The Patrick Centre at the Birmingham Hippodrome
March 27, 2017
One of the great pleasures of theatre-going is finding work that takes a new look at the world we thought we knew. Choreographer Shobana Jeyasingh’s Material Men Redux (a reworking of a 2015 work) does this with room to spare. She raids history, roaming far and wide geographically as her dancers explore the plight of nineteenth-century indentured workers, in effect hoodwinked slaves supplying the agricultural labour for British land-owners across the globe. The result is moving, nay harrowing, but Jeyasingh’s story-telling is richly sophisticated, fusing world dance styles in a refreshing way.
Its two dancers were trained in very different disciplines: Malaysian-born Sooraj Subramaniam studied classical Indian bharatanatyam while Shailesh Bahoran, from Surinam, is a self-taught hip-hop performer, but intriguingly they share a heritage linked to these exploited ‘workers’.
Jeyasingh explains that this revisiting of her earlier core material allows classical dance to evoke the homeland myths and memories of the displaced workers while hip-hop brings in more modern ideas of marginality and resistance through self invention. The good news is that despite the potential for intrusion with these weighty purposes, Material Men Redux works, the whole creating a deeply resonant production that’s involving from the start and features some beautiful and deeply affecting passages.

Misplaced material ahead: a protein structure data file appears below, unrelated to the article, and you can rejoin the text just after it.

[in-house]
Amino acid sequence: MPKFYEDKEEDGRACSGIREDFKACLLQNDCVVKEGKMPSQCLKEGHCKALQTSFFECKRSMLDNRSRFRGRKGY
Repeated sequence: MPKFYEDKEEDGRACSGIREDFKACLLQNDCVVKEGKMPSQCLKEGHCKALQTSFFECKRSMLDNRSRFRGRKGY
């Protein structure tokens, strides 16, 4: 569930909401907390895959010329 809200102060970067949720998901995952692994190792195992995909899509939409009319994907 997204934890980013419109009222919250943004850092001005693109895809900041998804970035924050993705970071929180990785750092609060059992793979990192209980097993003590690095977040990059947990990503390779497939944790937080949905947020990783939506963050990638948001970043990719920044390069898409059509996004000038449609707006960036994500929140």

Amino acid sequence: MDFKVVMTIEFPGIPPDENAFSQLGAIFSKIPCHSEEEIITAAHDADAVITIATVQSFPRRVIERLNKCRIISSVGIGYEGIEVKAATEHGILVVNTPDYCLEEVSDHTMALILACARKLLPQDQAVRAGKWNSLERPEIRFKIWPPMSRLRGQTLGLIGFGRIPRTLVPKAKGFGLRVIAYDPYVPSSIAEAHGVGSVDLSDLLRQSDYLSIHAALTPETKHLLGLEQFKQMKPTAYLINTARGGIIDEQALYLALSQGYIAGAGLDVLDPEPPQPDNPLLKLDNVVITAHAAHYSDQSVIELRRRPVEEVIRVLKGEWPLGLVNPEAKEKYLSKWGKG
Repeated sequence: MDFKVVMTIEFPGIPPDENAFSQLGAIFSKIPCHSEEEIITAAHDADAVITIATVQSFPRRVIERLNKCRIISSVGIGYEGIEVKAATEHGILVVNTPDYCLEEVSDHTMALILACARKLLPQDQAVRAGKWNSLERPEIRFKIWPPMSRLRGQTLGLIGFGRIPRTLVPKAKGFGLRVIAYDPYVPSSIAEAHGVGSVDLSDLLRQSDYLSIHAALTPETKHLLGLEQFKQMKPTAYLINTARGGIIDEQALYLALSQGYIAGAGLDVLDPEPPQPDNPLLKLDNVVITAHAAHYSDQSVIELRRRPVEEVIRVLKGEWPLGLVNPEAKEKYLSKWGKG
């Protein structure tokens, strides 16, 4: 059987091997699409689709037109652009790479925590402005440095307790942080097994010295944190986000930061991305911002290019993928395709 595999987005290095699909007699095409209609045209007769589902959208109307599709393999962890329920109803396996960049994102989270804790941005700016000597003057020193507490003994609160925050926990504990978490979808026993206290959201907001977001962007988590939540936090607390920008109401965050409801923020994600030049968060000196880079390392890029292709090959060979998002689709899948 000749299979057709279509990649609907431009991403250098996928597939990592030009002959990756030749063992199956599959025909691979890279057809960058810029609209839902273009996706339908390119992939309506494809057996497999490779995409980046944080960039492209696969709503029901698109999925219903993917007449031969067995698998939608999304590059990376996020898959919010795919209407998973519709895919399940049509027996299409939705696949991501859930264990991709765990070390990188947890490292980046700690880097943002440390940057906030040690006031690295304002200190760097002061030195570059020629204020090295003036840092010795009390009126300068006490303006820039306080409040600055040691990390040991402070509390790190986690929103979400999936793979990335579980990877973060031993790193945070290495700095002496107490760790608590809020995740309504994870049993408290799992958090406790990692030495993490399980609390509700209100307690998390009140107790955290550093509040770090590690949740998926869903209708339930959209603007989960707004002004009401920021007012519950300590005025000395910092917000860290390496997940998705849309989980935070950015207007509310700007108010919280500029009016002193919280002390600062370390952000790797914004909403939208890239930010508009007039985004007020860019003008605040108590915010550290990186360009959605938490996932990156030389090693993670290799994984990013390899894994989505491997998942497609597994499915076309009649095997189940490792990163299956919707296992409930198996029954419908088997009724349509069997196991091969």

Simon Daw’s iconically simple set, a series of asymmetrically arranged chrome poles becomes successively a forest, prison bars and most inventively somehow a fragmented screen for video projection. Floriaan Ganzevoort’s lighting is unobtrusively atmospheric, enhanced by the electronic sound input of award-winning musician Leafcutter John, while live on-stage The Smith Quartet performs Tashkent-born Elena Kats-Chernin’s ambitious score.
With its multi-media mix this elegant work takes a look at not only the historical movement of peoples but also the history of the dance they took with them and how it continues to evolve. This is the powerful face of modern dance: political, historically informed, compassionate, moving, even disturbing, and technically superb. The hip-hop/odissi finale said it all. In nurturing this new, hybrid form, Shobana Jeyasingh may just be cradling a new classical style.